Daily Brief logo

Good morning, this is Pascal, at the International Red Cross and Red Crescent Museum, where I took over the reins last year.

Today I want to tell you about the first time I visited the imposing United Nations office in Geneva after applying to become a lecture guide, about crossing thresholds and making new encounters, and why this is important in recognising humanitarian action in our everyday lives.

photo journaliste

Pascal Hufschmid


Anticipatory reads by GESDA

How Iceland is hammering Covid-19 with science. At a time when science in general, and the most recent science and tech advances in particular (like gene technologies), is observed with skepticism and suffers from a lack of recognition – if not of credibility –, the tiny island nation has made very clever efforts, basing its actions on science, to fight the Sars-Cov-2 pandemic. Not a surprise as one of the major and most innovative companies active in genomics, deCODE Genetics, is based in this country, which is very open to cutting-edge research and, in 2015 already, has constructed a complete and detailed picture of the country’s genomic profile.

With respect to Covid-19, “we’ve been committed for a long time to take everything we learn about human disease and publish it, says Kári Stefánsson, the founder and chief executive of deCODE genetics. There is no way in which we would have not utilized the opportunity.” Here is what he, and his team, have done and learned.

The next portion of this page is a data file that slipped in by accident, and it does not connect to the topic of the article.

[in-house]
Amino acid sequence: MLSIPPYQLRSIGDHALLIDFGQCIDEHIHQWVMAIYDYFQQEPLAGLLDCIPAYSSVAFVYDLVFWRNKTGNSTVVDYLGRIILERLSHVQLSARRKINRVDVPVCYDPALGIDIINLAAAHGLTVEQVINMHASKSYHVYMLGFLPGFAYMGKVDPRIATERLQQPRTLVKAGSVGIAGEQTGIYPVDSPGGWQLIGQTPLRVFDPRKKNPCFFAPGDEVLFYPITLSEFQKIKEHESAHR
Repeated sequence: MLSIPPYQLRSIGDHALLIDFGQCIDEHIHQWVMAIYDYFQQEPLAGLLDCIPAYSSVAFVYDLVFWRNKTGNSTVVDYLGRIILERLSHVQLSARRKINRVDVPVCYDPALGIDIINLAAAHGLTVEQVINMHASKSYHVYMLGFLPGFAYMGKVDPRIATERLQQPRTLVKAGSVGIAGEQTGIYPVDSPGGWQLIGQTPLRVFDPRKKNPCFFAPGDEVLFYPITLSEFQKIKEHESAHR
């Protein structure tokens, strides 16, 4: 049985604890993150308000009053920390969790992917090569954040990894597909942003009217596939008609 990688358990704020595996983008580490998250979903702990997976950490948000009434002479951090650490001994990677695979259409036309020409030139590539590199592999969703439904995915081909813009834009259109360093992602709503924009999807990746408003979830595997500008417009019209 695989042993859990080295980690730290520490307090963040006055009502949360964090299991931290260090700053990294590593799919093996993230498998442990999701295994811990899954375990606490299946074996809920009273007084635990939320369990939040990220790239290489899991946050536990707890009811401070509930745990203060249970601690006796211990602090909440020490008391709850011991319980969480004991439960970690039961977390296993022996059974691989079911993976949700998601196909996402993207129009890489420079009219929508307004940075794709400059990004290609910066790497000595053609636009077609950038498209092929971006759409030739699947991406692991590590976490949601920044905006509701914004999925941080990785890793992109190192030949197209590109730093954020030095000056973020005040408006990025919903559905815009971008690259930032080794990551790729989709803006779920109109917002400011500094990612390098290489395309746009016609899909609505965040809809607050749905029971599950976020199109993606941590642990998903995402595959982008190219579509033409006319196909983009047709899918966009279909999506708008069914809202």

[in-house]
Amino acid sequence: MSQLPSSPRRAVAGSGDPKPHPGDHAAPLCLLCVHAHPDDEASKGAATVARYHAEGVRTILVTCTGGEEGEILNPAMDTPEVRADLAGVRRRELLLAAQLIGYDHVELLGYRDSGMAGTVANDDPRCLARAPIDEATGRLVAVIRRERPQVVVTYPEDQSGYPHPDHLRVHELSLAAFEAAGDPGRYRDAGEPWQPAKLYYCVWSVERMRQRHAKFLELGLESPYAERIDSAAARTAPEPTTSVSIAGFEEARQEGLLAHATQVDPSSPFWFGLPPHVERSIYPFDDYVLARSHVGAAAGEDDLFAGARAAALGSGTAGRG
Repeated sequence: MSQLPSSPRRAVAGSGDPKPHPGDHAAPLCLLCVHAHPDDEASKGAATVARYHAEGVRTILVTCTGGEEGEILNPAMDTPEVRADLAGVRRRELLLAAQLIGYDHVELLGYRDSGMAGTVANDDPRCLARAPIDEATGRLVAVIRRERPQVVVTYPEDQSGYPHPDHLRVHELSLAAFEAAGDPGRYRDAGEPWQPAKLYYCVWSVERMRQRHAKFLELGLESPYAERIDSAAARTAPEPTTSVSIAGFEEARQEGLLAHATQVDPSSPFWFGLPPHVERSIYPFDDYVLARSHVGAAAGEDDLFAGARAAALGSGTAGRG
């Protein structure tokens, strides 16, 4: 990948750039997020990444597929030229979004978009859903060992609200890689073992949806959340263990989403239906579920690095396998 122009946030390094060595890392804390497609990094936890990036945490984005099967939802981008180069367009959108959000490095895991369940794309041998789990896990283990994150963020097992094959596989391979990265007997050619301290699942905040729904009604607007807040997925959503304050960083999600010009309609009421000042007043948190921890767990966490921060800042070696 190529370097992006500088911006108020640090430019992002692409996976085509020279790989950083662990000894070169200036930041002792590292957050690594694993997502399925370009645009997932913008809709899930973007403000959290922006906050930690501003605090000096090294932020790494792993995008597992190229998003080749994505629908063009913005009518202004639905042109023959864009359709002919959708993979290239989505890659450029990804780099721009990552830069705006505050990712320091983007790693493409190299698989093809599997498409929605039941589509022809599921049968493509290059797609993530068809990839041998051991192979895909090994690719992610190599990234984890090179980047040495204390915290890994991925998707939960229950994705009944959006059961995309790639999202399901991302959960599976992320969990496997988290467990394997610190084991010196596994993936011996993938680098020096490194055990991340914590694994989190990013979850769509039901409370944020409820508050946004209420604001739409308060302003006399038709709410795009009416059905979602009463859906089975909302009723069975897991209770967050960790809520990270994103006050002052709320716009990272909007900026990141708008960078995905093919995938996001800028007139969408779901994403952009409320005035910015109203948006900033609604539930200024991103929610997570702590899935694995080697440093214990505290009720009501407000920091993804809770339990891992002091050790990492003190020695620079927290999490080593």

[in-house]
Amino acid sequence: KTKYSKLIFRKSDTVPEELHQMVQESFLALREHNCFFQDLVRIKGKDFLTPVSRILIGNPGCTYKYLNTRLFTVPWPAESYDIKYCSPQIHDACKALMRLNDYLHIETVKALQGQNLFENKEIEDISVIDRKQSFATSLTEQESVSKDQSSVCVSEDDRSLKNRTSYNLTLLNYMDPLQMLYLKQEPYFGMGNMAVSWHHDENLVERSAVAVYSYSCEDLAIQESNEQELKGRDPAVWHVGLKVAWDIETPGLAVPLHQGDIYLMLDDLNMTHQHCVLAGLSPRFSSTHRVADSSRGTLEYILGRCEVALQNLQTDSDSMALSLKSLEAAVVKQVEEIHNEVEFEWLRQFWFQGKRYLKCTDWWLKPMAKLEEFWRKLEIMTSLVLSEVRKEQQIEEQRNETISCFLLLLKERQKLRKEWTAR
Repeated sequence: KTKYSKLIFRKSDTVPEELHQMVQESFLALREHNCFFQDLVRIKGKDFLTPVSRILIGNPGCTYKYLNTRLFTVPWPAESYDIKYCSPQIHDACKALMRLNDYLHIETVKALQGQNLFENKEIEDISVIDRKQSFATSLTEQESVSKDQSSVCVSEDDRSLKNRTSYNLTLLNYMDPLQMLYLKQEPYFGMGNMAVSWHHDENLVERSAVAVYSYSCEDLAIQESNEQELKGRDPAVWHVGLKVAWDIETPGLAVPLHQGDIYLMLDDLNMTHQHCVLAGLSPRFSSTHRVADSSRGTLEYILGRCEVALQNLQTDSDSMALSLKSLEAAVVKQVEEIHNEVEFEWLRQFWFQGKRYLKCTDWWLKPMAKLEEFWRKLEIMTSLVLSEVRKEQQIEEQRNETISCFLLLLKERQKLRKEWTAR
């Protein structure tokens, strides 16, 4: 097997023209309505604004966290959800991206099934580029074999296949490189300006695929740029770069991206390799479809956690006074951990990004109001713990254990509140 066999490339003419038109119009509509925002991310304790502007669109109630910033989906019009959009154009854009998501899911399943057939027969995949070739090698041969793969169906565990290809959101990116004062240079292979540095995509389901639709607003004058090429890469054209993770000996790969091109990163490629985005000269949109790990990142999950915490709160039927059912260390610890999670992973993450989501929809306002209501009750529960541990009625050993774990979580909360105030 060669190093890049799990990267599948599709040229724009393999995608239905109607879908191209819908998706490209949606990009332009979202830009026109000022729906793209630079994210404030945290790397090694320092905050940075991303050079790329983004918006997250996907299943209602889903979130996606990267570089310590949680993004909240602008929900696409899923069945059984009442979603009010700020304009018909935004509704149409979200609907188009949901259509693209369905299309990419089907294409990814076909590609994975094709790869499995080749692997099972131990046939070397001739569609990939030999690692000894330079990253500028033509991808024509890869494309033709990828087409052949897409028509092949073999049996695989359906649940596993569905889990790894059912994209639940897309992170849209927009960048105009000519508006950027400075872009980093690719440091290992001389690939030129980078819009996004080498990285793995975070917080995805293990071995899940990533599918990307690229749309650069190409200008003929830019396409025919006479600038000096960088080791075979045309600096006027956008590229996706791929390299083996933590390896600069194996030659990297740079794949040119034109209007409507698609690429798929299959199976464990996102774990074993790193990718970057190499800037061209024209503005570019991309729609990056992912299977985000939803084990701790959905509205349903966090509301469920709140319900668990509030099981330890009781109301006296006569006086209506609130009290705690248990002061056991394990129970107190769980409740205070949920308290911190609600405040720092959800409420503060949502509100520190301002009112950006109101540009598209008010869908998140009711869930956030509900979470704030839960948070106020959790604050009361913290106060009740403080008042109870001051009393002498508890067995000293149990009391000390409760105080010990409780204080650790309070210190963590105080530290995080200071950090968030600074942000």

-Olivier Dessibourg

Photo article

Reykjavik (Photo: TripGrab.com)

How Iceland hammered Covid-19 with science. The tiny island nation brought huge scientific heft to its attempts to contain and study the coronavirus

Nature (EN)

Designed to deceive: do these people look real to you? A fantastically illustrated article on how to create fake faces with AI.

New York Times (EN)

Robots aren’t the biggest threat to the future of work – policy is! Results from an in-depth report by the MIT.

Singularity Hub (EN)

Part human, part machine: is Apple turning us all into cyborgs? It’s the big tech dream – but could it turn into a nightmare?

The Guardian (EN)

This squishy 3D-printed human heart feels like the real thing. Scientists scanned a heart and reconstructed it in a soup of gelatin.


Battery life: the race to find a storage solution for a green energy future. Billions are being invested in innovative storage technologies.

The Financial Times (EN)

Spaceflight does some weird things to astronauts’ bodies. Not a good news for laug-haul interplanetary filghts.

MIT Technology Review (EN)

A start-up’s unusual plan to suck carbon out of the sky. A competitor to swiss firm ClimeWorks.

The Atlantic (EN)

logo gesda

This selection is proposed by the Geneva Science and Diplomacy Anticipator GESDA, working on anticipating cutting-edge science and technological advances to develop innovative and inclusive solutions for the benefit of the planet and its inhabitants.

GS news is a new media project covering the world of international cooperation and development. Don’t hesitate to forward our newsletter!

Have a good day!

Avenue du Bouchet 2
1209 Genève